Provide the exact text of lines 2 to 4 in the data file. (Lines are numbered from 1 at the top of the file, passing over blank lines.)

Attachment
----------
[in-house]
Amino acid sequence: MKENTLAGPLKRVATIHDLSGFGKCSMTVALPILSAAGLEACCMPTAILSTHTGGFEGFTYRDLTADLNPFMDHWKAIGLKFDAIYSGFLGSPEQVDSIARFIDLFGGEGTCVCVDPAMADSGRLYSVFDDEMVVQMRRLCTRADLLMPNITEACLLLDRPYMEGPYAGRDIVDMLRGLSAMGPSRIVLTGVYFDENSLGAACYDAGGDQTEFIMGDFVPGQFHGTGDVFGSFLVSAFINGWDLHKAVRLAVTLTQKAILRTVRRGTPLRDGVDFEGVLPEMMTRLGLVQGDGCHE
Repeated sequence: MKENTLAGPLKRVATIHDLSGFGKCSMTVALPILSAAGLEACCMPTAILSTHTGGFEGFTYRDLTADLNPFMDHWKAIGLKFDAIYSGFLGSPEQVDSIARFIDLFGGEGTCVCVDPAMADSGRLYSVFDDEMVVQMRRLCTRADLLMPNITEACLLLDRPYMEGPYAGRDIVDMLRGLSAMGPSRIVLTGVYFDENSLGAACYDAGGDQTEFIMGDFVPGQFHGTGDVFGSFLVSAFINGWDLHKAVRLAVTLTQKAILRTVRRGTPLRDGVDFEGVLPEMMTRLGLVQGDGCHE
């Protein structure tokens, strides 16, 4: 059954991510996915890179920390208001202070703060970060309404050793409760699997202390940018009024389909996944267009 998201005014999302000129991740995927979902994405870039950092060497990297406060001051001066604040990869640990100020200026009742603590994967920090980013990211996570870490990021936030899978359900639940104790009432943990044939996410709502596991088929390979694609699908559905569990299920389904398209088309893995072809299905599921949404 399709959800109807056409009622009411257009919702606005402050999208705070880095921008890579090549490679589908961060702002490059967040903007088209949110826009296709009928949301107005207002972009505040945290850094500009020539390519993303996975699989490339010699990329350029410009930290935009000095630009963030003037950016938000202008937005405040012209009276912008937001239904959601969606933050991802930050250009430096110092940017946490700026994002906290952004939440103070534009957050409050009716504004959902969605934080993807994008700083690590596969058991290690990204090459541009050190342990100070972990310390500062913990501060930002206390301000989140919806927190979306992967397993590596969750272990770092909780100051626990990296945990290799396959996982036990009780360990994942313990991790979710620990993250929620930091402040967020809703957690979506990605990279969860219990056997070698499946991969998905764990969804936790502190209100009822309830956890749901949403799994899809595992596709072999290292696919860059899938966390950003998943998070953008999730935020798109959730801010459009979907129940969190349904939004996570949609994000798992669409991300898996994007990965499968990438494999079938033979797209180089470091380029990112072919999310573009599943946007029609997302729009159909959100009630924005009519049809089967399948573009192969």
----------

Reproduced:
Amino acid sequence: MKENTLAGPLKRVATIHDLSGFGKCSMTVALPILSAAGLEACCMPTAILSTHTGGFEGFTYRDLTADLNPFMDHWKAIGLKFDAIYSGFLGSPEQVDSIARFIDLFGGEGTCVCVDPAMADSGRLYSVFDDEMVVQMRRLCTRADLLMPNITEACLLLDRPYMEGPYAGRDIVDMLRGLSAMGPSRIVLTGVYFDENSLGAACYDAGGDQTEFIMGDFVPGQFHGTGDVFGSFLVSAFINGWDLHKAVRLAVTLTQKAILRTVRRGTPLRDGVDFEGVLPEMMTRLGLVQGDGCHE
Repeated sequence: MKENTLAGPLKRVATIHDLSGFGKCSMTVALPILSAAGLEACCMPTAILSTHTGGFEGFTYRDLTADLNPFMDHWKAIGLKFDAIYSGFLGSPEQVDSIARFIDLFGGEGTCVCVDPAMADSGRLYSVFDDEMVVQMRRLCTRADLLMPNITEACLLLDRPYMEGPYAGRDIVDMLRGLSAMGPSRIVLTGVYFDENSLGAACYDAGGDQTEFIMGDFVPGQFHGTGDVFGSFLVSAFINGWDLHKAVRLAVTLTQKAILRTVRRGTPLRDGVDFEGVLPEMMTRLGLVQGDGCHE
């Protein structure tokens, strides 16, 4: 059954991510996915890179920390208001202070703060970060309404050793409760699997202390940018009024389909996944267009 998201005014999302000129991740995927979902994405870039950092060497990297406060001051001066604040990869640990100020200026009742603590994967920090980013990211996570870490990021936030899978359900639940104790009432943990044939996410709502596991088929390979694609699908559905569990299920389904398209088309893995072809299905599921949404 399709959800109807056409009622009411257009919702606005402050999208705070880095921008890579090549490679589908961060702002490059967040903007088209949110826009296709009928949301107005207002972009505040945290850094500009020539390519993303996975699989490339010699990329350029410009930290935009000095630009963030003037950016938000202008937005405040012209009276912008937001239904959601969606933050991802930050250009430096110092940017946490700026994002906290952004939440103070534009957050409050009716504004959902969605934080993807994008700083690590596969058991290690990204090459541009050190342990100070972990310390500062913990501060930002206390301000989140919806927190979306992967397993590596969750272990770092909780100051626990990296945990290799396959996982036990009780360990994942313990991790979710620990993250929620930091402040967020809703957690979506990605990279969860219990056997070698499946991969998905764990969804936790502190209100009822309830956890749901949403799994899809595992596709072999290292696919860059899938966390950003998943998070953008999730935020798109959730801010459009979907129940969190349904939004996570949609994000798992669409991300898996994007990965499968990438494999079938033979797209180089470091380029990112072919999310573009599943946007029609997302729009159909959100009630924005009519049809089967399948573009192969």